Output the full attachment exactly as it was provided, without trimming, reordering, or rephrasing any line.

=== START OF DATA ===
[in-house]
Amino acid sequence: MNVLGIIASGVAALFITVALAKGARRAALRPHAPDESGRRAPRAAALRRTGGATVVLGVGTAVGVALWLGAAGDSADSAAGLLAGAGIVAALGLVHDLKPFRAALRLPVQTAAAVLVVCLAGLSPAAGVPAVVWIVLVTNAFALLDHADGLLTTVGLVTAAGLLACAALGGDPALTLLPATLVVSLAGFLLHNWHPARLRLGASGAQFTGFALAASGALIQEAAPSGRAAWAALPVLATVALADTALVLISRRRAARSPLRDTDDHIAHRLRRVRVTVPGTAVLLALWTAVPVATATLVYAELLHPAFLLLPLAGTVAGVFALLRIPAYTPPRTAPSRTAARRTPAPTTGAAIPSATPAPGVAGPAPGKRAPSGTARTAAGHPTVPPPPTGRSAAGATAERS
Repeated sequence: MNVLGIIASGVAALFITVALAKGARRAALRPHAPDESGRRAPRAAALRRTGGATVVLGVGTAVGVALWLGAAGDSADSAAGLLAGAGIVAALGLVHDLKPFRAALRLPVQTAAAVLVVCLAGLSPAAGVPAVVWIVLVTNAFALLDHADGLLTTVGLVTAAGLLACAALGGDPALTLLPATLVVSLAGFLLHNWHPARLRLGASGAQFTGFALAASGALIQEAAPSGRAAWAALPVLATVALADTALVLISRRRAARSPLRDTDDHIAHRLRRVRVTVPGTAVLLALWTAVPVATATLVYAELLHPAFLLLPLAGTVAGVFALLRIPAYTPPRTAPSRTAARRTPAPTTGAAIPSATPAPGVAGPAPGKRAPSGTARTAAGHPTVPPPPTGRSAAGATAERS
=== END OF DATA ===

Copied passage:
[in-house]
Amino acid sequence: MNVLGIIASGVAALFITVALAKGARRAALRPHAPDESGRRAPRAAALRRTGGATVVLGVGTAVGVALWLGAAGDSADSAAGLLAGAGIVAALGLVHDLKPFRAALRLPVQTAAAVLVVCLAGLSPAAGVPAVVWIVLVTNAFALLDHADGLLTTVGLVTAAGLLACAALGGDPALTLLPATLVVSLAGFLLHNWHPARLRLGASGAQFTGFALAASGALIQEAAPSGRAAWAALPVLATVALADTALVLISRRRAARSPLRDTDDHIAHRLRRVRVTVPGTAVLLALWTAVPVATATLVYAELLHPAFLLLPLAGTVAGVFALLRIPAYTPPRTAPSRTAARRTPAPTTGAAIPSATPAPGVAGPAPGKRAPSGTARTAAGHPTVPPPPTGRSAAGATAERS
Repeated sequence: MNVLGIIASGVAALFITVALAKGARRAALRPHAPDESGRRAPRAAALRRTGGATVVLGVGTAVGVALWLGAAGDSADSAAGLLAGAGIVAALGLVHDLKPFRAALRLPVQTAAAVLVVCLAGLSPAAGVPAVVWIVLVTNAFALLDHADGLLTTVGLVTAAGLLACAALGGDPALTLLPATLVVSLAGFLLHNWHPARLRLGASGAQFTGFALAASGALIQEAAPSGRAAWAALPVLATVALADTALVLISRRRAARSPLRDTDDHIAHRLRRVRVTVPGTAVLLALWTAVPVATATLVYAELLHPAFLLLPLAGTVAGVFALLRIPAYTPPRTAPSRTAARRTPAPTTGAAIPSATPAPGVAGPAPGKRAPSGTARTAAGHPTVPPPPTGRSAAGATAERS